Reviews for My Uncle Emily

Booklist Reviews 2009 May #1
This picture book in free verse centers around Emily Dickinson's famous poem, "Tell all the Truth, but tell it slant." Yolen bases her story on true events in the life of the reclusive poet, who doted on her nephews next door in Amherst, Massachusetts, and joked that they should call her "Uncle." Gilbert, six, describes how Uncle Emily gives him a dead bee and a poem to take to his teacher. After the teacher reads the poem to the class, no one understands it, and in the schoolyard, Gil fights a bully for calling Uncle a name. At home, the wounded Gil doesn't fully explain why he is limping, but Uncle Emily helps him find a way to tell the tale, "so it comes around to the truth at last." Carpenter's clear, digitally touched pen-and-ink pictures show the classroom and playground drama, and then the warm, close family, all in period detail. After listening to the story, kids may want to hear the poem, printed in full at the back, and to talk about what it means. Copyright 2009 Booklist Reviews.

Horn Book Guide Reviews 2009 Fall
Yolen stitches a story about Emily Dickinson's nephew Gib, a kindred spirit who called the poet "Uncle Emily." The book's greatest charm is how its outcome arises from Emily's oblique yet penetrating wisdom. Carpenter's illustrations capture personalities and period in freely sketched portraits resembling old newspaper engravings, with a soft autumnal palette. Fact and fiction are nicely sorted in a concluding note. Copyright 2009 Horn Book Guide Reviews.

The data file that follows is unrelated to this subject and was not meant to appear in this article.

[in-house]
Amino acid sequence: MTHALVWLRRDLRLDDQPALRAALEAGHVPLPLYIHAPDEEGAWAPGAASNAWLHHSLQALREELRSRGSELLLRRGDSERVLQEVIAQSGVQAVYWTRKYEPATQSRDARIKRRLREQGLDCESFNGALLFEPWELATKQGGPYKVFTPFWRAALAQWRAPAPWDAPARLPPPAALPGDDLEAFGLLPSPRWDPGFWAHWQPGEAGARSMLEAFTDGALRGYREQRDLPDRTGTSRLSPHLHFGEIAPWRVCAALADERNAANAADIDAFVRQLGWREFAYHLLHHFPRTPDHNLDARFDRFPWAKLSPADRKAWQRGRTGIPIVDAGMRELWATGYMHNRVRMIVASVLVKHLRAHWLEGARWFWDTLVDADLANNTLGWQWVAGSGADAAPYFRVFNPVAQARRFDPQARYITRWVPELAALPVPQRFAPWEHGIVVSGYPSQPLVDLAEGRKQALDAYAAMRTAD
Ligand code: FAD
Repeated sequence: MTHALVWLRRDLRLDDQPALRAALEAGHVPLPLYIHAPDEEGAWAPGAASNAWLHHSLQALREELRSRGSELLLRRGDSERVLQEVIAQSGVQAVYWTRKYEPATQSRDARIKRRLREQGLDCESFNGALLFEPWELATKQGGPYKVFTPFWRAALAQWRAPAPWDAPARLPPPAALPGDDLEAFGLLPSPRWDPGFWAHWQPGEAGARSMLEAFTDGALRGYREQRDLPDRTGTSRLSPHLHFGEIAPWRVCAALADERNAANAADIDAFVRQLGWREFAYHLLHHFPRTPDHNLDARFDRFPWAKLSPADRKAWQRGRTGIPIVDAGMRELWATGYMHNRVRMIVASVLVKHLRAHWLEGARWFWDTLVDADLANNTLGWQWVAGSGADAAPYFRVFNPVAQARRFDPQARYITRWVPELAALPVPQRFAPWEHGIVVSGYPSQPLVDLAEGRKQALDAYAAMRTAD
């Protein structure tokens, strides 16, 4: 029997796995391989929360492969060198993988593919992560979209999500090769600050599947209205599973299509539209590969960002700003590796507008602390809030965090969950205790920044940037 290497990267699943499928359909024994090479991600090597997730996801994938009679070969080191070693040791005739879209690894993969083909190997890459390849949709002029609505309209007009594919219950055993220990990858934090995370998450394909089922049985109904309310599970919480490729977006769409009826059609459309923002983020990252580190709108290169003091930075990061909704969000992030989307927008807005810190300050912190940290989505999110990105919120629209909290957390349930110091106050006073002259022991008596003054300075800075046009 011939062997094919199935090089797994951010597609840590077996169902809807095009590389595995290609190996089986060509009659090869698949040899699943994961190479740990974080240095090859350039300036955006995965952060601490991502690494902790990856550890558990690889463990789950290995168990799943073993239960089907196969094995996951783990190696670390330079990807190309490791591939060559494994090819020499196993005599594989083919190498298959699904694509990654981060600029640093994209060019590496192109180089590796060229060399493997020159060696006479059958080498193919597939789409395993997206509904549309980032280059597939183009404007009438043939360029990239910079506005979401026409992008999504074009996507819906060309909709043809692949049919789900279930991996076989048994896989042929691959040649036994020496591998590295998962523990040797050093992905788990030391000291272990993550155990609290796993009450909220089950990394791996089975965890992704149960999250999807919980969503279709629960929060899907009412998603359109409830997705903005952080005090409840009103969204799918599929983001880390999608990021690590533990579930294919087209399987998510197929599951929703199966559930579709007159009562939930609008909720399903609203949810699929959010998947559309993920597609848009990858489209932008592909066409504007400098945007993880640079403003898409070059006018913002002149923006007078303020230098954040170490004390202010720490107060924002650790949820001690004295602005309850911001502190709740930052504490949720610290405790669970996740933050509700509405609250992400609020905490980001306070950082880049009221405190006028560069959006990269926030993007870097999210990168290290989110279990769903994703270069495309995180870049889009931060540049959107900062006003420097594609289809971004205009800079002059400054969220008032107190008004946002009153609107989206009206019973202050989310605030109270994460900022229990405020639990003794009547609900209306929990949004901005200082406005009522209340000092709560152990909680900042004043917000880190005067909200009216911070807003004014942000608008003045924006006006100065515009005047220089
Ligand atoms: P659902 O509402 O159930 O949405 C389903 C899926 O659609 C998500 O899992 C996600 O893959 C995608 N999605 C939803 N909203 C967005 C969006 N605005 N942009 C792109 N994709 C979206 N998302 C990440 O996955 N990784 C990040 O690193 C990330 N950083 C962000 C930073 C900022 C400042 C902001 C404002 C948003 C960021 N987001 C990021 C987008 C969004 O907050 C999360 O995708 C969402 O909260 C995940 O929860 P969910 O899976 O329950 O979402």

Horn Book Magazine Reviews 2009 #4
Yolen stitches what's known of Emily Dickinson's family into a story about her close bond with her nephew Gib, who called her "Uncle Emily." Once, she gave him a poem, together with a dead bee, for his teacher. As the six-year-old explains, it's "as if she wants me to see the world one small bee and one small poem at a time" -- as indeed Gib does: he and Emily are true kindred spirits. What happens next is Yolen's plausible invention. The teacher reads the poem ("The Bumble Bee's Religion") aloud; the children are mystified but respectful -- except for Jonathan, who calls Emily "a peculiar old maid." In defending his aunt, Gib twists his ankle. How to explain his limp without revealing the hurtful insult? Emily -- in another poem -- has some advice: "Tell all the Truth but tell it slant..." So Gib does: "I dazzled everyone with the full story, telling the whole truth, but coming around to it slowly" so as to extract the insult's sting. Carpenter's illustrations capture personalities and period in freely sketched portraits that resemble old newspaper engravings, with a soft autumnal palette. Though the book's greatest charm may be the way its outcome arises from Emily's oblique yet penetrating wisdom, the loving family dynamics and pacific defusing of the contretemps with the bully add still more appeal. Fact and fiction are nicely sorted out in a concluding note. Copyright 2009 Horn Book Magazine Reviews.

Kirkus Reviews 2009 April #2